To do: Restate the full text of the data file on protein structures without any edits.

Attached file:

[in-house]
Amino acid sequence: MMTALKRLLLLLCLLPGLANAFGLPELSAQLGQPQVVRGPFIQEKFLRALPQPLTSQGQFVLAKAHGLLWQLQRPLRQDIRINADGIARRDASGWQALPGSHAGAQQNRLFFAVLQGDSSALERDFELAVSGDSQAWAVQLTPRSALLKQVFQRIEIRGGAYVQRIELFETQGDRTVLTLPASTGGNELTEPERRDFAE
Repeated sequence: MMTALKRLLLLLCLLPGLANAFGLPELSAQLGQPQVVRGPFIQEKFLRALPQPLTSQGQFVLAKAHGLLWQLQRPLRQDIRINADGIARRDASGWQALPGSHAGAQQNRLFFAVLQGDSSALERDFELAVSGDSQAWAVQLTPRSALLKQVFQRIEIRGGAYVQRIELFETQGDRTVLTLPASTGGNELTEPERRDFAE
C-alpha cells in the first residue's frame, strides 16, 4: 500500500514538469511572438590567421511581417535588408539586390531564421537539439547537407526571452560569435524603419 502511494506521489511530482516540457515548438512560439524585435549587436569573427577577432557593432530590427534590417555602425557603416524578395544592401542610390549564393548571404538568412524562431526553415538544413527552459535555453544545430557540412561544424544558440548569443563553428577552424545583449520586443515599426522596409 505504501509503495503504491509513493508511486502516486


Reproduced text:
[in-house]
Amino acid sequence: MMTALKRLLLLLCLLPGLANAFGLPELSAQLGQPQVVRGPFIQEKFLRALPQPLTSQGQFVLAKAHGLLWQLQRPLRQDIRINADGIARRDASGWQALPGSHAGAQQNRLFFAVLQGDSSALERDFELAVSGDSQAWAVQLTPRSALLKQVFQRIEIRGGAYVQRIELFETQGDRTVLTLPASTGGNELTEPERRDFAE
Repeated sequence: MMTALKRLLLLLCLLPGLANAFGLPELSAQLGQPQVVRGPFIQEKFLRALPQPLTSQGQFVLAKAHGLLWQLQRPLRQDIRINADGIARRDASGWQALPGSHAGAQQNRLFFAVLQGDSSALERDFELAVSGDSQAWAVQLTPRSALLKQVFQRIEIRGGAYVQRIELFETQGDRTVLTLPASTGGNELTEPERRDFAE
C-alpha cells in the first residue's frame, strides 16, 4: 500500500514538469511572438590567421511581417535588408539586390531564421537539439547537407526571452560569435524603419 502511494506521489511530482516540457515548438512560439524585435549587436569573427577577432557593432530590427534590417555602425557603416524578395544592401542610390549564393548571404538568412524562431526553415538544413527552459535555453544545430557540412561544424544558440548569443563553428577552424545583449520586443515599426522596409 505504501509503495503504491509513493508511486502516486